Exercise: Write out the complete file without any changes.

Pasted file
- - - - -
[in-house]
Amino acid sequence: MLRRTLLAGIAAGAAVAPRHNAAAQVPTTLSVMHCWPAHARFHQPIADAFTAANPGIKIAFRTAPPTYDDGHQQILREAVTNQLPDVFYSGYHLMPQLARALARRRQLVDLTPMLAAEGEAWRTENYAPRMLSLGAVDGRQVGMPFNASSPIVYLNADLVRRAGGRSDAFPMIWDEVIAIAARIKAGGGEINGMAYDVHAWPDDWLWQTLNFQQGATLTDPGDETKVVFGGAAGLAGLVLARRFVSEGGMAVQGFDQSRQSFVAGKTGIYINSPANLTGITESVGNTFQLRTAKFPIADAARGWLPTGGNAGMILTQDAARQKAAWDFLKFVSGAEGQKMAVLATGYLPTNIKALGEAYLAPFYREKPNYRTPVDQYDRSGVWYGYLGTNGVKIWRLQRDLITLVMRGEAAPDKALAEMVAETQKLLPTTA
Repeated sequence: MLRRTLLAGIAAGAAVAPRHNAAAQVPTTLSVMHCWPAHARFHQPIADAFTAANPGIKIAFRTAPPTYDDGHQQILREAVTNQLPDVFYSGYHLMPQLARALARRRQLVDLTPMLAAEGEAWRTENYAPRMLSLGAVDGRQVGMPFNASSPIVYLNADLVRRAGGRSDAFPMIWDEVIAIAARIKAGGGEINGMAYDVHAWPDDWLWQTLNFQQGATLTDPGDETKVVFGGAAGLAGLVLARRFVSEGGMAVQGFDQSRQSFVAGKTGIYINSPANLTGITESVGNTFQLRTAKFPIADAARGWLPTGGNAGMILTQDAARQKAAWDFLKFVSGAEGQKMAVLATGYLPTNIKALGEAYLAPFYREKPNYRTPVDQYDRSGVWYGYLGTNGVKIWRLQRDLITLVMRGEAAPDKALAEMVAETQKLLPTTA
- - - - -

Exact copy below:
[in-house]
Amino acid sequence: MLRRTLLAGIAAGAAVAPRHNAAAQVPTTLSVMHCWPAHARFHQPIADAFTAANPGIKIAFRTAPPTYDDGHQQILREAVTNQLPDVFYSGYHLMPQLARALARRRQLVDLTPMLAAEGEAWRTENYAPRMLSLGAVDGRQVGMPFNASSPIVYLNADLVRRAGGRSDAFPMIWDEVIAIAARIKAGGGEINGMAYDVHAWPDDWLWQTLNFQQGATLTDPGDETKVVFGGAAGLAGLVLARRFVSEGGMAVQGFDQSRQSFVAGKTGIYINSPANLTGITESVGNTFQLRTAKFPIADAARGWLPTGGNAGMILTQDAARQKAAWDFLKFVSGAEGQKMAVLATGYLPTNIKALGEAYLAPFYREKPNYRTPVDQYDRSGVWYGYLGTNGVKIWRLQRDLITLVMRGEAAPDKALAEMVAETQKLLPTTA
Repeated sequence: MLRRTLLAGIAAGAAVAPRHNAAAQVPTTLSVMHCWPAHARFHQPIADAFTAANPGIKIAFRTAPPTYDDGHQQILREAVTNQLPDVFYSGYHLMPQLARALARRRQLVDLTPMLAAEGEAWRTENYAPRMLSLGAVDGRQVGMPFNASSPIVYLNADLVRRAGGRSDAFPMIWDEVIAIAARIKAGGGEINGMAYDVHAWPDDWLWQTLNFQQGATLTDPGDETKVVFGGAAGLAGLVLARRFVSEGGMAVQGFDQSRQSFVAGKTGIYINSPANLTGITESVGNTFQLRTAKFPIADAARGWLPTGGNAGMILTQDAARQKAAWDFLKFVSGAEGQKMAVLATGYLPTNIKALGEAYLAPFYREKPNYRTPVDQYDRSGVWYGYLGTNGVKIWRLQRDLITLVMRGEAAPDKALAEMVAETQKLLPTTA